As Lulu stared into the stars, she knew her life would never be the same.
The day started out with the other forest cats in Lulu’s tribe arguing amongst themselves.
Who was the best looking? Who had the best lair? Who had the best stash of dead mice and birds for the coming winter?
In truth, they were all fearful of sickness or a storm that could destroy it all. Lulu quickly tired of the bickering and boasting. She wondered why she could not muster the interest to join in. They always had more than enough to feast on every winter. Everyone was unique-looking, as was their skill set at hunting and lair building. It was quite pointless. Why was the tribe always trying to be separate from each other? They were never satisfied. Their strength was in working together, using all their different talents.
“Is there more to existence than this?” Lulu asked.
Nobody heard her. She felt she was having something akin to a dark night of the soul.
Lulu became restless and started to wander off for some solitude. A pale blue flash caught her eye. It looked like a rabbit. It ran like a rabbit. It stopped and watched her with the most unusual and penetrating sapphire blue eyes. Unlike any rabbit she’d ever seen. She took off after it. The rabbit hop-skipped a narrow rutted path ahead of her. Every so often he would stop and turn back to look at her, teasing, to make sure she was following. She was, and felt a little silly with her head low, crouching, moving slowly and deliberately. He was in charge, not her. He wanted her to follow him. Lulu had every intention of doing just that.
As he ran into the nearby open field he took off at an unworldly pace. Effortlessly, he floated through the field. She tried her best to keep up, with the tall, dry field grass whipping her face. She never took her eyes off him. Then he suddenly stopped. He turned back to look at her with those magnetic eyes. She stopped in her tracks as she watched him become a tiny tornado of swirling blue light. Moments later, he dissolved from the bottom up.
She rushed to the spot only to find a typical rabbit hole. She wasn’t sure what just happened, but she was sure it happened.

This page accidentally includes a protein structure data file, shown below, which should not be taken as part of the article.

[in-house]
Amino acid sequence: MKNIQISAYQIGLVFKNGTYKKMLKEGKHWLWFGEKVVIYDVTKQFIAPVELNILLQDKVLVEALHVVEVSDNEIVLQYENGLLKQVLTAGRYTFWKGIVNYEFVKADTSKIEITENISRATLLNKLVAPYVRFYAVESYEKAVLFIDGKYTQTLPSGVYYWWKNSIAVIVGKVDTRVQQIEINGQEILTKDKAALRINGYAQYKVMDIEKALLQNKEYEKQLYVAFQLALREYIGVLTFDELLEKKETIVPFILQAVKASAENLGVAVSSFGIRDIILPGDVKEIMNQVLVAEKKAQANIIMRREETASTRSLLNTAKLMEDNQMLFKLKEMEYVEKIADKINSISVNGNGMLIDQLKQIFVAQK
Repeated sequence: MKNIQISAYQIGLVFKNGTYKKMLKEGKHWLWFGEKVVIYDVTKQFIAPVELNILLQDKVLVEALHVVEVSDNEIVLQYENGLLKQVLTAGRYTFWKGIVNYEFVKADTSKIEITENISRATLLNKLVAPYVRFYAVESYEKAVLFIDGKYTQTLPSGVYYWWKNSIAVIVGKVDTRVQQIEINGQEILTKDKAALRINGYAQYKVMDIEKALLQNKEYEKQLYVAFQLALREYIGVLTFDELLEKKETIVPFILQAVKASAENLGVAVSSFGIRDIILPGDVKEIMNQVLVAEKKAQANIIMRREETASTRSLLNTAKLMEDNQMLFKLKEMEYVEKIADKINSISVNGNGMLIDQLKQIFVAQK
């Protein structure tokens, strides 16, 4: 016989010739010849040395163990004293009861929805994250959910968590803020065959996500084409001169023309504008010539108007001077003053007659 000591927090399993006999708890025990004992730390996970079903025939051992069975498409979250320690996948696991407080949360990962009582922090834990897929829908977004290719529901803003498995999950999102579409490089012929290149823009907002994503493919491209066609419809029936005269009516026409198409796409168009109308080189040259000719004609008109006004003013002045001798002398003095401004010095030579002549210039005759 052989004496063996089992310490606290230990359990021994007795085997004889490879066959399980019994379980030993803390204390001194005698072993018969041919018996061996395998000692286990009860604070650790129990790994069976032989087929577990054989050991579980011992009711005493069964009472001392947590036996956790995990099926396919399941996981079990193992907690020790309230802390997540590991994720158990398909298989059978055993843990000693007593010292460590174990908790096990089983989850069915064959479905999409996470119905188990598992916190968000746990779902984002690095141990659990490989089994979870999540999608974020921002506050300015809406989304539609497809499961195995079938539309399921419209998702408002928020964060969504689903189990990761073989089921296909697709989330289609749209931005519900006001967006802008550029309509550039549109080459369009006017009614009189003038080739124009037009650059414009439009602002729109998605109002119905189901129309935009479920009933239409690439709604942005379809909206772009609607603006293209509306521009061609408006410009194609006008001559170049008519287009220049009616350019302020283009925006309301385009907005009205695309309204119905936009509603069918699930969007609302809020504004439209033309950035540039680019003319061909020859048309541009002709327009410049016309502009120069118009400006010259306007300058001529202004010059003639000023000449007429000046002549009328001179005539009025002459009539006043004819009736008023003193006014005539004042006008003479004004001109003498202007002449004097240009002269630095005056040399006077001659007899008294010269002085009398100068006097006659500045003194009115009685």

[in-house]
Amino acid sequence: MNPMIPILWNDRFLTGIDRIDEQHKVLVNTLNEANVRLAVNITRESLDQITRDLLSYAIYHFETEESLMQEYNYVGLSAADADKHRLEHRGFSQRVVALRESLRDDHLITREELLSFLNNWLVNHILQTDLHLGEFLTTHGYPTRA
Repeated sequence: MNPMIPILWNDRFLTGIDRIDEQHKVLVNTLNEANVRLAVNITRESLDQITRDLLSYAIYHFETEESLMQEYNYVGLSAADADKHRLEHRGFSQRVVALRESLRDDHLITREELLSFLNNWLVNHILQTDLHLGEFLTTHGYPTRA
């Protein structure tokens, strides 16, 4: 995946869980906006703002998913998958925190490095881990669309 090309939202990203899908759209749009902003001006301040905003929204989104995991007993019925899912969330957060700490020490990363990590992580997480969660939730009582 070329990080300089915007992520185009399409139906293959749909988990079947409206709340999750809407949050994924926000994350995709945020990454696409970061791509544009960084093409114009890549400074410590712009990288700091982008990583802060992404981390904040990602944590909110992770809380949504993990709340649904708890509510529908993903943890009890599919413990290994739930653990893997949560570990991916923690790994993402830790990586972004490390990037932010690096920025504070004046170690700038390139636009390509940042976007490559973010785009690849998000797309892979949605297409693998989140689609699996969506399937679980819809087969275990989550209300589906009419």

She moved closer to the hole and cautiously peeked down into it. She felt a vastness drift through her—as though she were pure energy, her body gone. She stared in amazement as the entire universe stared back, drawing her further into its eternity.
“Everything is upside down.”
Words tumbled into her consciousness, as if they were not her own—but yet they were. Lulu listened, purring with excitement and anticipation. It was as if some other consciousness was downloading information into her mind, yet it was familiar.
“The others are living from the outside in. Perceiving they never have enough. Looking for happiness in more of the same, which keeps them in a state of lack. Their egos are never satisfied. There is never, ever, going to be enough to fill the emptiness inside. The only thing that fills the emptiness is my love. Through my love, you learn to love yourself—your uniqueness and the uniqueness of everyone around you. Look inside—not outside—for a love like no other. No matter how many mice and birds you have, no matter what you look like, or where you live…I will always love you.”
As Lulu stepped back from the hole, she was purring at a deafening volume. She was suddenly aware of her surroundings, the soft dirt under her paws. She inhaled the gentle breeze, gazing up at the beautiful white clouds drifting overhead. She felt awash with a sense of comfort, a joy on a level she had never experienced. She could not wait to get back to the tribe to tell them of her adventure and bring them all to see and experience the hole!
“Come quick, everyone!” Lulu shouted as she got within earshot, closing in on the still bickering tribe. “I have to show you, everything is going to be okay, I can’t even explain it, but it will change everything!”
All being curious, they jumped up and followed her out to the field. She stood over the hole and said, “Go ahead; you have to look inside.” She waited for someone to step forward. Nobody seemed to want to look inside.